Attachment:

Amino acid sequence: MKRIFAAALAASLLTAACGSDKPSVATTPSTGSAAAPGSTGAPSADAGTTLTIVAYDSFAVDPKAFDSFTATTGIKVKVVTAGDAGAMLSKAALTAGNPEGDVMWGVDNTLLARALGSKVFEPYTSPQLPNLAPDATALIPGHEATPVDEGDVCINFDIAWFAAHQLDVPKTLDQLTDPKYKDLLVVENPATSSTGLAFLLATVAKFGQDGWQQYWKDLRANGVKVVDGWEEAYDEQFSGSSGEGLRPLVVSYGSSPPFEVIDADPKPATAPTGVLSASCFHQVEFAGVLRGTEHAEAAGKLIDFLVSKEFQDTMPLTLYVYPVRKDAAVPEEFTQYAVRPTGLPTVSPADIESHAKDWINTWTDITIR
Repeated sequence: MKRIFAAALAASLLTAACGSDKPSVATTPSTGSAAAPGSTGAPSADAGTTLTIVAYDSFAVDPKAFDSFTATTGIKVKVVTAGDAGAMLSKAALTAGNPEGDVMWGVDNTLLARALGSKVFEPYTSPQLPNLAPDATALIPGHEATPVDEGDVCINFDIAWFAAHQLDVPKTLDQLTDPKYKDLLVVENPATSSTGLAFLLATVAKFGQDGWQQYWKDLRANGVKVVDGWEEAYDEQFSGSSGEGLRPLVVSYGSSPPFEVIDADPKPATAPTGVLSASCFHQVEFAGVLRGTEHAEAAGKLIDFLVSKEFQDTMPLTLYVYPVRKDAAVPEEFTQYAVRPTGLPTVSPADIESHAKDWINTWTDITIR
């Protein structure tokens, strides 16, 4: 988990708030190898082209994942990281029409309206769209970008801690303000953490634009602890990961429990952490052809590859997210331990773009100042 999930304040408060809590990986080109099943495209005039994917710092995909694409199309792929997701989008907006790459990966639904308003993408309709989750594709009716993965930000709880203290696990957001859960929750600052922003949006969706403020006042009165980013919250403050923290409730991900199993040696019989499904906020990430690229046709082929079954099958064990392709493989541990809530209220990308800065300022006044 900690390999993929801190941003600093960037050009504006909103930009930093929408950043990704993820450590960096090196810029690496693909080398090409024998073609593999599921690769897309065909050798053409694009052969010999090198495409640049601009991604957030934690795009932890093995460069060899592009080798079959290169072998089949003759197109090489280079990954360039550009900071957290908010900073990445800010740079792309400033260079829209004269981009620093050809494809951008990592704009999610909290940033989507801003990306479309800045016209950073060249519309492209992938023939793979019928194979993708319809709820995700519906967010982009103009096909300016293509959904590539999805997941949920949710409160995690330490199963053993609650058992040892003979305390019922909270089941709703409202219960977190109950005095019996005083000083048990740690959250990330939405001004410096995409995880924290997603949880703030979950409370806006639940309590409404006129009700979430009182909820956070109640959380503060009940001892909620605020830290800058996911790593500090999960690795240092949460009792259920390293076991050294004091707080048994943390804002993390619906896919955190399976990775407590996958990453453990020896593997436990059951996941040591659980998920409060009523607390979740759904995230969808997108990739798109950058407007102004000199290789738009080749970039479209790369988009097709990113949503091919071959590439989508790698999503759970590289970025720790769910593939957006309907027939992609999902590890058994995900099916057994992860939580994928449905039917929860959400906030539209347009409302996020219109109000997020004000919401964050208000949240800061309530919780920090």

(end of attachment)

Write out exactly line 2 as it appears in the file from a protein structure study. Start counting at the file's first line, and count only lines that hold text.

Repeated sequence: MKRIFAAALAASLLTAACGSDKPSVATTPSTGSAAAPGSTGAPSADAGTTLTIVAYDSFAVDPKAFDSFTATTGIKVKVVTAGDAGAMLSKAALTAGNPEGDVMWGVDNTLLARALGSKVFEPYTSPQLPNLAPDATALIPGHEATPVDEGDVCINFDIAWFAAHQLDVPKTLDQLTDPKYKDLLVVENPATSSTGLAFLLATVAKFGQDGWQQYWKDLRANGVKVVDGWEEAYDEQFSGSSGEGLRPLVVSYGSSPPFEVIDADPKPATAPTGVLSASCFHQVEFAGVLRGTEHAEAAGKLIDFLVSKEFQDTMPLTLYVYPVRKDAAVPEEFTQYAVRPTGLPTVSPADIESHAKDWINTWTDITIR